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Some H2O Facts

¨    Water is the most basic, natural drink available to keep us healthy.

¨    Our bodies should comprise approximately 65 -70% water and so it is probably our most important nutrient.

¨    We can survive without food for about 5 weeks :  but no longer than 5 days without water.

¨    Our bodies lose approx 1.5 litres of water per day through our skin, lungs, gut and the kidneys ensuring that toxic substances are eliminated from the body, or more if we are exercising or living in a dry/warm to hot environment.  Given “active living”, this would approximate to a requirement for 2 litres per person per day to keep our water table at the correct level throughout all our cells.

¨    We do get some of our water from whole-foods that we eat.  If our diet is rich in fruit and vegetables, this can provide nearly one litre of our water, and we also produce about one third of a litre of water per day when converting glucose into energy. 

¨    We should therefore aim to consume 1 litre a day as a minimum ~ and a better goal would be to aim for 1.5 litres, which is the volume acknowledged by most people, if not actually consumed!

¨    Water is involved in every bodily process ~ includ­ing digestion, absorption of nutrients, circulation and excretion.

¨    Water is essential for carrying waste out of our body ~ it reduces con­stipation and helps maintain body temperature.

¨    Water is used to detoxify our systems having consumed coffee, or tea, or alcohol ~ so these “drinks” usually result in our water account being in a net deficit ~ they are diuretics (take water OUT of our systems) and dehydrating.

¨    By the time you FEEL thirsty, you are already dehydrating.  Sipping water frequently, especially when exercising, is the best way of keeping your intake at a safe level.

¨    However, it IS possible to drown yourself by drinking too much water, too quickly ~ literally waterlogging all the cells, especially those in the brain.  This would require as little as 2.5 litres of water ingested in a very short period of time.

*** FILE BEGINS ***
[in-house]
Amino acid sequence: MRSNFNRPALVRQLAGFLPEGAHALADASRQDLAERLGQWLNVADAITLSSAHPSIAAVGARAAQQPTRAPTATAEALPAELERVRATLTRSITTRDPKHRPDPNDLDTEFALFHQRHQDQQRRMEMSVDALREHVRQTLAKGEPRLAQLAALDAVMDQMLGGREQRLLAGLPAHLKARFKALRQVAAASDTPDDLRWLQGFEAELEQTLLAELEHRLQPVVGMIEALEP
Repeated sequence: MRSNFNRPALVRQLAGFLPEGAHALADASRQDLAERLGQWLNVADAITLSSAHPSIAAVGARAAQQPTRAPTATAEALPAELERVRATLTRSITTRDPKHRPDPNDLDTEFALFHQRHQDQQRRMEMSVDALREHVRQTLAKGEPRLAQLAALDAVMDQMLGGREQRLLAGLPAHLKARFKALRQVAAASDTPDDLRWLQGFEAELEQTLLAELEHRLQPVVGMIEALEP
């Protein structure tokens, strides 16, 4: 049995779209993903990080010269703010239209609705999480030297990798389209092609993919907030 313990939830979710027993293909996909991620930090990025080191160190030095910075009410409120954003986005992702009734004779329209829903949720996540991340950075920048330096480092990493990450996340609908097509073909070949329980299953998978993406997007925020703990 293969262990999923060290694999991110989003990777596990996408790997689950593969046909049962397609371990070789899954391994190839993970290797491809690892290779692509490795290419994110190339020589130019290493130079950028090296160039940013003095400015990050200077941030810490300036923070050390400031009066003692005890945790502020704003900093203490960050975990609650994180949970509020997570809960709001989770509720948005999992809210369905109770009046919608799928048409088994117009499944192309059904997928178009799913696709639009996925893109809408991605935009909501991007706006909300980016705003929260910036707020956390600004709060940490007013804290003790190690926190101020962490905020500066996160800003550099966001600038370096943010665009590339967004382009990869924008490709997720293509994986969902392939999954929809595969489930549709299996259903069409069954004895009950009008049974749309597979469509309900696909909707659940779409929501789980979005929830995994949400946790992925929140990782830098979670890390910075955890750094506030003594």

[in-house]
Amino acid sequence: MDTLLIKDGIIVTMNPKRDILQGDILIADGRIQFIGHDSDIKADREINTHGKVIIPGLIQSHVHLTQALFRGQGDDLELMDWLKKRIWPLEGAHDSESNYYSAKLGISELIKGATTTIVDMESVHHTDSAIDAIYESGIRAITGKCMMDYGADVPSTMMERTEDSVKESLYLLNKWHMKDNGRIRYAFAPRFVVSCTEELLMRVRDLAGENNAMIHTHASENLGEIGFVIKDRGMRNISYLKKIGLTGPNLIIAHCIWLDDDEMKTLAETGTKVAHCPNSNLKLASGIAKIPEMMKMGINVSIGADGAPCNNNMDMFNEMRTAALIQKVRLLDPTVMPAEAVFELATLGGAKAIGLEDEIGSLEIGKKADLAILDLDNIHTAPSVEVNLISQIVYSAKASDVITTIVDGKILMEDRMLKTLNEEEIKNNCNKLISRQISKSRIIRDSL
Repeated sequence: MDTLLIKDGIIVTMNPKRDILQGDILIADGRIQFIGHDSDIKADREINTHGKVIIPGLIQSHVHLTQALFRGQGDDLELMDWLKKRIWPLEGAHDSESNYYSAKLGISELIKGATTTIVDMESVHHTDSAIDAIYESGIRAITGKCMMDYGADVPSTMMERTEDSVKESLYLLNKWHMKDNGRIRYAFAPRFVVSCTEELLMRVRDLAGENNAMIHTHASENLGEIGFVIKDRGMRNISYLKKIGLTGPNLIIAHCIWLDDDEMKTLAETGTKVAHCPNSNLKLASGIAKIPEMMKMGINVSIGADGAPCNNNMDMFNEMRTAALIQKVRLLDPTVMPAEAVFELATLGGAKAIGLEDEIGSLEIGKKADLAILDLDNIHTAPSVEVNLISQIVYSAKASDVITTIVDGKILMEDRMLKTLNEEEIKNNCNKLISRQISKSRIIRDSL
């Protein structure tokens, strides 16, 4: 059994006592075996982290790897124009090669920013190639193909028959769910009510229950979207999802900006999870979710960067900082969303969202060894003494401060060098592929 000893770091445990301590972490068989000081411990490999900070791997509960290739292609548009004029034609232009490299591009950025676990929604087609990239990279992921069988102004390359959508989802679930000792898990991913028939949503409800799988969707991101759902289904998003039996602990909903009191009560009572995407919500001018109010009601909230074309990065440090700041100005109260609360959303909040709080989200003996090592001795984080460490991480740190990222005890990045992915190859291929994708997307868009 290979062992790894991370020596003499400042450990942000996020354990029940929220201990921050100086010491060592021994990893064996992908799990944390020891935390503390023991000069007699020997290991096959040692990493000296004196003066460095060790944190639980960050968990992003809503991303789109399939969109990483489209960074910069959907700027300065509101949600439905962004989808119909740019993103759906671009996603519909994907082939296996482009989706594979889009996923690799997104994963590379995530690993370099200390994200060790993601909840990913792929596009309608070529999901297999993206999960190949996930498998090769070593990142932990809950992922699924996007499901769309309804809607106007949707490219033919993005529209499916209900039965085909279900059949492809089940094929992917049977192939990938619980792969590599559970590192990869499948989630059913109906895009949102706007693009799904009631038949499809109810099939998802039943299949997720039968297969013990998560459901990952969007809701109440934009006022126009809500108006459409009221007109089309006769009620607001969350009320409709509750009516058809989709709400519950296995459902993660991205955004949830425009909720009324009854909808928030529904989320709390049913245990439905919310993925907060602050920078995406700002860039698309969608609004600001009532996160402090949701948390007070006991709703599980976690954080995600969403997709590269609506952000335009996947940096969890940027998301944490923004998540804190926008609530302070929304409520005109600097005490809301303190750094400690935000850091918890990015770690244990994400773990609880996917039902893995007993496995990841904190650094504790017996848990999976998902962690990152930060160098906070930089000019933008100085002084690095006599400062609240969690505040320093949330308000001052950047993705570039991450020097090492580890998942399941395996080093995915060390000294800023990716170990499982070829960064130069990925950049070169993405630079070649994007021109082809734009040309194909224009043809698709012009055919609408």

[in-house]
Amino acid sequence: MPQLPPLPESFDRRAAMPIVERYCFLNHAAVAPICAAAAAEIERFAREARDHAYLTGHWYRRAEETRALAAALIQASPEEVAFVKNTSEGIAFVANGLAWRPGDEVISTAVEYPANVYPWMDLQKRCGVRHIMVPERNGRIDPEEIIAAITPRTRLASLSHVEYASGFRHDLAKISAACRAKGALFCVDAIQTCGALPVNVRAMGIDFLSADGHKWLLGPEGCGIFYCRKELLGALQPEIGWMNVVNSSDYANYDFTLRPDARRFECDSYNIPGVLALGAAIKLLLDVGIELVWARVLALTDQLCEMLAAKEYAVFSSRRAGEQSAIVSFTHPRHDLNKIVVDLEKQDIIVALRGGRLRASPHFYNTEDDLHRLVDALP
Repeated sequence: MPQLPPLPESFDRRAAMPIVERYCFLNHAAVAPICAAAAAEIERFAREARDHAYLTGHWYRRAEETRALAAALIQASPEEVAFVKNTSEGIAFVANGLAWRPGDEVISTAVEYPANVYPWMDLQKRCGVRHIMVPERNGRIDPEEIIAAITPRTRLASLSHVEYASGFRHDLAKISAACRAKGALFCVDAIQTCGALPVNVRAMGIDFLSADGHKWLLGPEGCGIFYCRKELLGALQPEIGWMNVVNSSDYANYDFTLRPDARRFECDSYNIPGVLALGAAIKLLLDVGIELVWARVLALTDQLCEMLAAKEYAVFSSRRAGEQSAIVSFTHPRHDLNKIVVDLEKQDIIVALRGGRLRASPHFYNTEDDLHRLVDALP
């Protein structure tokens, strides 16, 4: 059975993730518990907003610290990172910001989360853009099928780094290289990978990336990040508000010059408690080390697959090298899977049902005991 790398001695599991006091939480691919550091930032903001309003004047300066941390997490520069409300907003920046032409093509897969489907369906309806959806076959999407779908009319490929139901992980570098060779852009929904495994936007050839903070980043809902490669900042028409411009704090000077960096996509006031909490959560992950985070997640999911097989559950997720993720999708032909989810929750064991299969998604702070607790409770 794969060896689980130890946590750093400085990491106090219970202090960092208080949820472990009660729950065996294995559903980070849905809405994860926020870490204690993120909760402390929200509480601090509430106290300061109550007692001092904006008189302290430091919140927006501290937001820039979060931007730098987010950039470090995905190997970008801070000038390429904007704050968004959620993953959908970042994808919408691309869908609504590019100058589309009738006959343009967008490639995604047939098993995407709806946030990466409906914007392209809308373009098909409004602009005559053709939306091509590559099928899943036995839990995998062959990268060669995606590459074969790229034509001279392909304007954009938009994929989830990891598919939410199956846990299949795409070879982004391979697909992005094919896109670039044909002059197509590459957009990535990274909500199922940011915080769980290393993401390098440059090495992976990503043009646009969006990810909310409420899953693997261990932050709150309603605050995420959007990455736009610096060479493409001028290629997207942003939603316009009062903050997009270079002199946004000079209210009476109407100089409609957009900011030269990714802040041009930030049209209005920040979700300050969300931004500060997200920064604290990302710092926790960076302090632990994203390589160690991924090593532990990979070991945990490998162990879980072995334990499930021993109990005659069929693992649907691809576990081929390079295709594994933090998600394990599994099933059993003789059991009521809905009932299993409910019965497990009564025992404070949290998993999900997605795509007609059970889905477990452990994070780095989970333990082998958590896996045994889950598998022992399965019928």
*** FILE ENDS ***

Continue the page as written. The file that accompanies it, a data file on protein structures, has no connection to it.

Drink more water

Most of us do not drink enough water and, ironically, people who suffer from water retention tend to restrict liquid intake ~ thinking the less they drink, the less their bodies will retain. Actually, the opposite is true. If we restrict fluids the body tries to compensate, just as it adopts a famine-mode when food is restricted, and will retain liquid in case it is in short supply.

Initially the idea of consuming 1.5 to 2 litres of water day seems to cause many people to think that they will be forever visiting the smallest room!  Although this may be the case at first ~ in a very short time our systems adapt to the correct intake.  Our metabolism utilises the liquid intake to ensure that all cells are adequately supplied and so arrive at a level of elimination which is not “abnormal” or a cause of inconvenience.  Indeed, there is the paradox that a reduction in tea and coffee for most people actually reduces the elimination needs for detoxification.

Ideally we should try to drink around six to eight medium-sized (8 oz) glasses of water a day, as a substitute for other, less healthy drinks.   An excellent start to the day is a cup of hot water and a slice of lemon : it’s wonderfully refreshing and excellent for the liver.  Other sources of water would be well diluted fruit juices, herb or fruit “teas”.

One idea to ensure that we are consistent in getting enough water is to fill a 1.5 litre bottle with filtered/bottled water (this could be from the water cooler at your workplace).  Then set yourself a goal to finish that yourself over the next 24 hours before refilling/replacing.

To keep your skin healthy and moisturised ~ think about putting water into your body, not just products onto your skin.  You are then properly working from within.

Which water is best  ~ tap, filtered or bottled?